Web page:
“I’m going to keep on working while we talk,” says Ed Currie, the founder and brains behind PuckerButt Pepper Company.
Currie is a busy man. He runs his entire company out of a small storefront in Fort Mill, South Carolina, and sells everything from seeds to pepper mash and hot sauce to more than 95 countries around the world. Currie -- who’s rightfully earned the nickname Smokin’ Ed -- is most famous for creating the Carolina Reaper, which is currently the spiciest commercially-available pepper. With an average of 1,641,000 Scoville heat units (SHU), it also holds the Guinness World Record for Hottest Chili Pepper in the world. For comparison, a jalapeño’s range tops out at a measly 8,000 SHU, and the previous record holder -- the Trinidad Scorpion Butch T -- has 1.46 million SHUs at its very hottest.
Currie has been into hot peppers for decades. The 55-year-old from West Bloomfield Township, Michigan first got into chiles when he went away to the University of Michigan for school, mostly as a way to stay healthy as raucous partying became a way of life.
“I was studying indigenous populations around the equator,” he says. “One of the things they all had in common is they don’t have heart disease or cancer. And one of the things they all had in common was capsicums at just about every meal and in their water. Originally, it was: How can I do something about cancer and heart disease? But really, it was: How could I keep on partying?”
Multiple studies have shown that capsaicin -- the active compound inside chile peppers that produces a burning sensation when it comes into contact with tissue -- does have anticancer properties. In very simple terms, capsaicin causes certain cancer cells to undergo apoptosis, or programmed cell death. Basically, studies show that hot peppers have the power to make cancer cells self-destruct. But like many holistic remedies, the evidence behind the cancer-fighting properties of capsaicin isn’t solid enough to use it for actual medical treatment. But there’s definitely enough information there to strongly suggest that spicy food, is in fact, good for you.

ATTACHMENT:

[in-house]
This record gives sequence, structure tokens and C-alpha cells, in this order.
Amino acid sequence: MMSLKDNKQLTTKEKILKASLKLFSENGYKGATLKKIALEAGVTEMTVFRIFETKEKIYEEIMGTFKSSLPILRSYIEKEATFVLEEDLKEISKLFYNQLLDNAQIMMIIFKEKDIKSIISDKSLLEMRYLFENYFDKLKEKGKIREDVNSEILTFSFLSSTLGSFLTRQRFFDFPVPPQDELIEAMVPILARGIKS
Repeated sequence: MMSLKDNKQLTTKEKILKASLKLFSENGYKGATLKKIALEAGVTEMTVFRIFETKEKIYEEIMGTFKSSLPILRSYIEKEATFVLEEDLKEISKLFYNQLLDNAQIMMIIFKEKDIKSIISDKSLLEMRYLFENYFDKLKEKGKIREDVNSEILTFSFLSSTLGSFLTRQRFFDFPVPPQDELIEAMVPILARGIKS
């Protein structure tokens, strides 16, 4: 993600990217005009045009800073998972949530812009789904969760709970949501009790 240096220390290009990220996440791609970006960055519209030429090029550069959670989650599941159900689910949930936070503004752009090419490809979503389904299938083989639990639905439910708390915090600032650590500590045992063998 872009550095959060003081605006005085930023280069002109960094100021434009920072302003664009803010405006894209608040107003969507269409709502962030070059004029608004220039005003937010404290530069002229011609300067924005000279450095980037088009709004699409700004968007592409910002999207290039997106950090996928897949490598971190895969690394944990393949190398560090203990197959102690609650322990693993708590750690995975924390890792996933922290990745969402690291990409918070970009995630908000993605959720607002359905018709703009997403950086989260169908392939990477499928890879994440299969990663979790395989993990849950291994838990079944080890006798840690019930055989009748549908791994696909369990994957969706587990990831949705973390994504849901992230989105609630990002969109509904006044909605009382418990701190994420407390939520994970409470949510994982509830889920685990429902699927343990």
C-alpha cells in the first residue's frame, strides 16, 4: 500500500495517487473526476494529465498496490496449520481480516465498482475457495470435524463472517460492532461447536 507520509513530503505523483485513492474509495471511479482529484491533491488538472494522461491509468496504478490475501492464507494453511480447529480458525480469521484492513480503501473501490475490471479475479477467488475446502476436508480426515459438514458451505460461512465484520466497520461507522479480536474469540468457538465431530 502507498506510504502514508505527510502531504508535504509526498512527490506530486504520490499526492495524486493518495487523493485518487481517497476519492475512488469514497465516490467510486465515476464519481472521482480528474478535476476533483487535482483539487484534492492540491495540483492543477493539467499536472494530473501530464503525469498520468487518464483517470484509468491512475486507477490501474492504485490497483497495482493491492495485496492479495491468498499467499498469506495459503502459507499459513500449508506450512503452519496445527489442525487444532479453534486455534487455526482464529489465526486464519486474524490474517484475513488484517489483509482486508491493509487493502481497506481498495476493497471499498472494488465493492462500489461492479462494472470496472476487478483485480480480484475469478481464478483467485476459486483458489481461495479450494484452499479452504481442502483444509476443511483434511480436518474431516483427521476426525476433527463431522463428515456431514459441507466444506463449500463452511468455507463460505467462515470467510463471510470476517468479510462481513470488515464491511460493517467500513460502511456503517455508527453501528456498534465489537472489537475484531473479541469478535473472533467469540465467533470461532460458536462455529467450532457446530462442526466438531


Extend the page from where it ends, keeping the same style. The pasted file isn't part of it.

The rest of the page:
Most people don’t get into super hot peppers for the health benefits. Some people indulge in peppers akin to the Reaper for the thrill. Others do it to one-up their friends, even if it makes them feel terrible afterward. Currie fits into a third group, one that he calls the addicts.
“Addicts don’t understand that they’re doing it for the buzz,” he says. “A lot of people in recovery do a lot of stupid hot stuff. They say ‘it makes my food better,’ but they’re getting high. They just don't realize it.”
We know that the human tongue is equipped with taste buds. These receptors identify the five elements of taste -- salty, sour, sweet, bitter, and umami -- and are responsible for making food taste either pleasant or offensive. Notice that there are no taste buds incidental to spice. Spiciness is a sensation rather than a flavor. The compounds in capsaicin sends a message to your brain and tricks it into thinking you’re being burned. In turn, the brain responds by releasing endorphins (the body’s natural way of relieving pain) and dopamine. Together, these create a euphoric feeling that many would describe as “high.”
“One of the coworkers who’s with me right now, Derrick, me and him made a tincture last Thursday,” Currie says. “And that was so frickin’ hot that when we tried it, both of us were miserable. But then we got a lot of work done because we were both high as kites for about two hours. And that’s just part of what happens.”